9. Is There a Link between Changes in the Gut Microbiome in COVID-19 Patients and Chronic COVID-19 Symptoms?

Evidence is accumulating that the gut microbiome is changing for COVID-19 patients and as described above, in a large proportion of patients, these changes (dysbiosis) seem to last. There is compelling evidence that gut microbial dysbiosis can lead to or drive various health problems and is associated with a lower quality of life. It might be no coincidence that more reports are being published describing the long-term effects of COVID-19. Lopez-Leon et al. showed in a meta-analysis that about 80% of COVID-19 patients developed at least one symptom [91]. The main symptoms of this chronic COVID-19 syndrome (CCS) (1) were fatigue (58%), headache (44%), attention disorder (27%), hair loss (25%), and dyspnoea (24%); however, joint pain, sleeping problems, depression, and diarrhoea were reported as well. Fatigue, headache, attention disorders, joint pain, headaches, sleeping problems, depression, and diarrhoea have been linked to dysbiosis in the gut microbiome [92,93,94,95,96,97,98,99,100]. There seems to be an intriguing overlap between these symptoms and more research in this area might reveal new treatment options for CCS. For a more detailed discussion, see [1]. A not yet peer-reviewed article (MedRxiv) shows a loss of diversity in the gut microbiome in chronic COVID-19 patients who experienced severe acute COVID-19 symptoms [101], underpinning the importance of studying this potential connection between gut dysbiosis and chronic COVID-19.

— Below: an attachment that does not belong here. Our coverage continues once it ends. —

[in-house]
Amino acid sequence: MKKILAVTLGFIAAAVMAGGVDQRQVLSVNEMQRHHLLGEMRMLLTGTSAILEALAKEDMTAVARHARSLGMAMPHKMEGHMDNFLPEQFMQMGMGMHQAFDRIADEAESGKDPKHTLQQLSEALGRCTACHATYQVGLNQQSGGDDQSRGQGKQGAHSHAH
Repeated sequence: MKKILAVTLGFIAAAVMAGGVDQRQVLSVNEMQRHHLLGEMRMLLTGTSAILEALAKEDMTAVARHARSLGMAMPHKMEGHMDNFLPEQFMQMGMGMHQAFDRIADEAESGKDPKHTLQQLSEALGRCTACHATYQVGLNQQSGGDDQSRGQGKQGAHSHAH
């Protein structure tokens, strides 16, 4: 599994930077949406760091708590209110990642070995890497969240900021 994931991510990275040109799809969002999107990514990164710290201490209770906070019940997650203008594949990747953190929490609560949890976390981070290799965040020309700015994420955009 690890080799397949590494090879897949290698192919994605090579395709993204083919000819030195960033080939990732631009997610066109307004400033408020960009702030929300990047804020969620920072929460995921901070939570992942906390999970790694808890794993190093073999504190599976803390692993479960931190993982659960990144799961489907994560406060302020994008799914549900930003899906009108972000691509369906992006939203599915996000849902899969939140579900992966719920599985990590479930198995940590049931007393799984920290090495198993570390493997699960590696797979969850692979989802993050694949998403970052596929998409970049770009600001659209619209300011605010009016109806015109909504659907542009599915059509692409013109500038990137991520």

10. Conclusions